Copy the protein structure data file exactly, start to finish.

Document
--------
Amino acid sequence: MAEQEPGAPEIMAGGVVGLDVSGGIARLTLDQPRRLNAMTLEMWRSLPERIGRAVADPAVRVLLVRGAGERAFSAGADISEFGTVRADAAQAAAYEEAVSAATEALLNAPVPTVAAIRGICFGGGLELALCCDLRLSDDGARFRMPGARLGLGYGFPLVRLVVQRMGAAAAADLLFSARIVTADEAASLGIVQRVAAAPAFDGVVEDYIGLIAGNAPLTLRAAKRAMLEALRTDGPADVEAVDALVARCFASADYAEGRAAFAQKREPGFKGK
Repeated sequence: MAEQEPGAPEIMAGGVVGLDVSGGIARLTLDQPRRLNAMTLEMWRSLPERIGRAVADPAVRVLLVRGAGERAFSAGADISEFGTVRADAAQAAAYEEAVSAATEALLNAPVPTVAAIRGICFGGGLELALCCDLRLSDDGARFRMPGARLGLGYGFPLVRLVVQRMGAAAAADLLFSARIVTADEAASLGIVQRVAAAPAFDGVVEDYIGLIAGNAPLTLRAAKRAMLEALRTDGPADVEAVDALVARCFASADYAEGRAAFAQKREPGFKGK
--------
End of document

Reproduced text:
Amino acid sequence: MAEQEPGAPEIMAGGVVGLDVSGGIARLTLDQPRRLNAMTLEMWRSLPERIGRAVADPAVRVLLVRGAGERAFSAGADISEFGTVRADAAQAAAYEEAVSAATEALLNAPVPTVAAIRGICFGGGLELALCCDLRLSDDGARFRMPGARLGLGYGFPLVRLVVQRMGAAAAADLLFSARIVTADEAASLGIVQRVAAAPAFDGVVEDYIGLIAGNAPLTLRAAKRAMLEALRTDGPADVEAVDALVARCFASADYAEGRAAFAQKREPGFKGK
Repeated sequence: MAEQEPGAPEIMAGGVVGLDVSGGIARLTLDQPRRLNAMTLEMWRSLPERIGRAVADPAVRVLLVRGAGERAFSAGADISEFGTVRADAAQAAAYEEAVSAATEALLNAPVPTVAAIRGICFGGGLELALCCDLRLSDDGARFRMPGARLGLGYGFPLVRLVVQRMGAAAAADLLFSARIVTADEAASLGIVQRVAAAPAFDGVVEDYIGLIAGNAPLTLRAAKRAMLEALRTDGPADVEAVDALVARCFASADYAEGRAAFAQKREPGFKGK